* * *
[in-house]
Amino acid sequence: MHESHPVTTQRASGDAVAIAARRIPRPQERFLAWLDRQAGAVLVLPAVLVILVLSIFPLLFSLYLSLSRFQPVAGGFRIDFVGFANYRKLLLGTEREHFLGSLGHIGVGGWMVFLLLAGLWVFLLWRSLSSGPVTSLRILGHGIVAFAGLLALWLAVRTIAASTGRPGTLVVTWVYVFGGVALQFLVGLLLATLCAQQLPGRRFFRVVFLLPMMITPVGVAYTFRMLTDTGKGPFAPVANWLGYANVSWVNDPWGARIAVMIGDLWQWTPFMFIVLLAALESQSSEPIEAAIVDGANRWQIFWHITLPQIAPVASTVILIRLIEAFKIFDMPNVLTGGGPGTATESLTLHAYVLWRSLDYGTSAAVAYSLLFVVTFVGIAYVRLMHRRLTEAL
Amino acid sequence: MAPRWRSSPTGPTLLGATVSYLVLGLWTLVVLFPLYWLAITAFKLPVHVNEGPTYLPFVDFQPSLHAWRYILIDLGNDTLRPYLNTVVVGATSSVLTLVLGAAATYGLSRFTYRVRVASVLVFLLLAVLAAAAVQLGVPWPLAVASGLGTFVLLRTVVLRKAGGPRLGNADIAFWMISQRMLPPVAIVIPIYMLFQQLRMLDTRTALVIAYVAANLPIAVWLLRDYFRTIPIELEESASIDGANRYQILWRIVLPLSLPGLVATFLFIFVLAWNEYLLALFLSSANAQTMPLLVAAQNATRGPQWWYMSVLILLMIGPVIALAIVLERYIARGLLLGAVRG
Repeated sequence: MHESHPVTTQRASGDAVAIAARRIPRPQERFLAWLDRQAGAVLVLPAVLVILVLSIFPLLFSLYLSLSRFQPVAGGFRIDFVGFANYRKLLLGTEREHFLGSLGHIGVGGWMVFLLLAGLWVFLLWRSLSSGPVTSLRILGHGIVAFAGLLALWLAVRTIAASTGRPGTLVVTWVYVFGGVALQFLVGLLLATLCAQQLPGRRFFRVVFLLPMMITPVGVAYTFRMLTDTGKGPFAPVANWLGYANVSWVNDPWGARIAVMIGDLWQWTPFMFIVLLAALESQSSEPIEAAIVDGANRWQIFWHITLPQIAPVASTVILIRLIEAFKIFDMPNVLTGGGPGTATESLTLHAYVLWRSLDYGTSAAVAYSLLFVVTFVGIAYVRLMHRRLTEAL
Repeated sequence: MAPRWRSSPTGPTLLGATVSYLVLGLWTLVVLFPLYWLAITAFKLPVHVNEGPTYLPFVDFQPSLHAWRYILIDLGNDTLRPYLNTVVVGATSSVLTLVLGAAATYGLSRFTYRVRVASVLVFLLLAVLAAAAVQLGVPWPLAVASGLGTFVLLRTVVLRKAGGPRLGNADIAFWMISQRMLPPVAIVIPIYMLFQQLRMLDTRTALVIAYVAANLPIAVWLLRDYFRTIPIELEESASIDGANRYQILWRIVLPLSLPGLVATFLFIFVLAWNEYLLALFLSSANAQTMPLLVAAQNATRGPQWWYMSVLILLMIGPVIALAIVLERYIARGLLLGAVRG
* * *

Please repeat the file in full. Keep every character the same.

[in-house]
Amino acid sequence: MHESHPVTTQRASGDAVAIAARRIPRPQERFLAWLDRQAGAVLVLPAVLVILVLSIFPLLFSLYLSLSRFQPVAGGFRIDFVGFANYRKLLLGTEREHFLGSLGHIGVGGWMVFLLLAGLWVFLLWRSLSSGPVTSLRILGHGIVAFAGLLALWLAVRTIAASTGRPGTLVVTWVYVFGGVALQFLVGLLLATLCAQQLPGRRFFRVVFLLPMMITPVGVAYTFRMLTDTGKGPFAPVANWLGYANVSWVNDPWGARIAVMIGDLWQWTPFMFIVLLAALESQSSEPIEAAIVDGANRWQIFWHITLPQIAPVASTVILIRLIEAFKIFDMPNVLTGGGPGTATESLTLHAYVLWRSLDYGTSAAVAYSLLFVVTFVGIAYVRLMHRRLTEAL
Amino acid sequence: MAPRWRSSPTGPTLLGATVSYLVLGLWTLVVLFPLYWLAITAFKLPVHVNEGPTYLPFVDFQPSLHAWRYILIDLGNDTLRPYLNTVVVGATSSVLTLVLGAAATYGLSRFTYRVRVASVLVFLLLAVLAAAAVQLGVPWPLAVASGLGTFVLLRTVVLRKAGGPRLGNADIAFWMISQRMLPPVAIVIPIYMLFQQLRMLDTRTALVIAYVAANLPIAVWLLRDYFRTIPIELEESASIDGANRYQILWRIVLPLSLPGLVATFLFIFVLAWNEYLLALFLSSANAQTMPLLVAAQNATRGPQWWYMSVLILLMIGPVIALAIVLERYIARGLLLGAVRG
Repeated sequence: MHESHPVTTQRASGDAVAIAARRIPRPQERFLAWLDRQAGAVLVLPAVLVILVLSIFPLLFSLYLSLSRFQPVAGGFRIDFVGFANYRKLLLGTEREHFLGSLGHIGVGGWMVFLLLAGLWVFLLWRSLSSGPVTSLRILGHGIVAFAGLLALWLAVRTIAASTGRPGTLVVTWVYVFGGVALQFLVGLLLATLCAQQLPGRRFFRVVFLLPMMITPVGVAYTFRMLTDTGKGPFAPVANWLGYANVSWVNDPWGARIAVMIGDLWQWTPFMFIVLLAALESQSSEPIEAAIVDGANRWQIFWHITLPQIAPVASTVILIRLIEAFKIFDMPNVLTGGGPGTATESLTLHAYVLWRSLDYGTSAAVAYSLLFVVTFVGIAYVRLMHRRLTEAL
Repeated sequence: MAPRWRSSPTGPTLLGATVSYLVLGLWTLVVLFPLYWLAITAFKLPVHVNEGPTYLPFVDFQPSLHAWRYILIDLGNDTLRPYLNTVVVGATSSVLTLVLGAAATYGLSRFTYRVRVASVLVFLLLAVLAAAAVQLGVPWPLAVASGLGTFVLLRTVVLRKAGGPRLGNADIAFWMISQRMLPPVAIVIPIYMLFQQLRMLDTRTALVIAYVAANLPIAVWLLRDYFRTIPIELEESASIDGANRYQILWRIVLPLSLPGLVATFLFIFVLAWNEYLLALFLSSANAQTMPLLVAAQNATRGPQWWYMSVLILLMIGPVIALAIVLERYIARGLLLGAVRG